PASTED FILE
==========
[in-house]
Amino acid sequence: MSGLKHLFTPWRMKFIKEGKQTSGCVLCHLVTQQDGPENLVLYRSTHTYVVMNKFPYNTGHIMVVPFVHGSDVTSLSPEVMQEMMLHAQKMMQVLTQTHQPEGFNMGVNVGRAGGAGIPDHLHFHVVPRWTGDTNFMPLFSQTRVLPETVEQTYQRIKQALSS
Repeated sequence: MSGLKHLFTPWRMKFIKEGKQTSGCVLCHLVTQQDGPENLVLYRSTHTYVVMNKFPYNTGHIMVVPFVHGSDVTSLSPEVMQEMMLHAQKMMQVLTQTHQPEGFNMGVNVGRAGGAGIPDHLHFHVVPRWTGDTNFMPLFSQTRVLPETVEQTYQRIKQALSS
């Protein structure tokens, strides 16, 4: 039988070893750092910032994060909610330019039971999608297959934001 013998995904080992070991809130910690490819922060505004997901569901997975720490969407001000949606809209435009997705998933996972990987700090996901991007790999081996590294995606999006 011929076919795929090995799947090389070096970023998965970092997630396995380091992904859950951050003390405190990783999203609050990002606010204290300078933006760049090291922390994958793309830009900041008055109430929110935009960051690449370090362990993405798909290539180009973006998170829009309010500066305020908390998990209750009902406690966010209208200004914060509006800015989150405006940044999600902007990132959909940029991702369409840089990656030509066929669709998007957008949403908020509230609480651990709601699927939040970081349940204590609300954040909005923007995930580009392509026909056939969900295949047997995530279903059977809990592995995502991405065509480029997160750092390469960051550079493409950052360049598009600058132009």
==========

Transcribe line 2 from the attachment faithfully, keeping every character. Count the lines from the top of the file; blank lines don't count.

Amino acid sequence: MSGLKHLFTPWRMKFIKEGKQTSGCVLCHLVTQQDGPENLVLYRSTHTYVVMNKFPYNTGHIMVVPFVHGSDVTSLSPEVMQEMMLHAQKMMQVLTQTHQPEGFNMGVNVGRAGGAGIPDHLHFHVVPRWTGDTNFMPLFSQTRVLPETVEQTYQRIKQALSS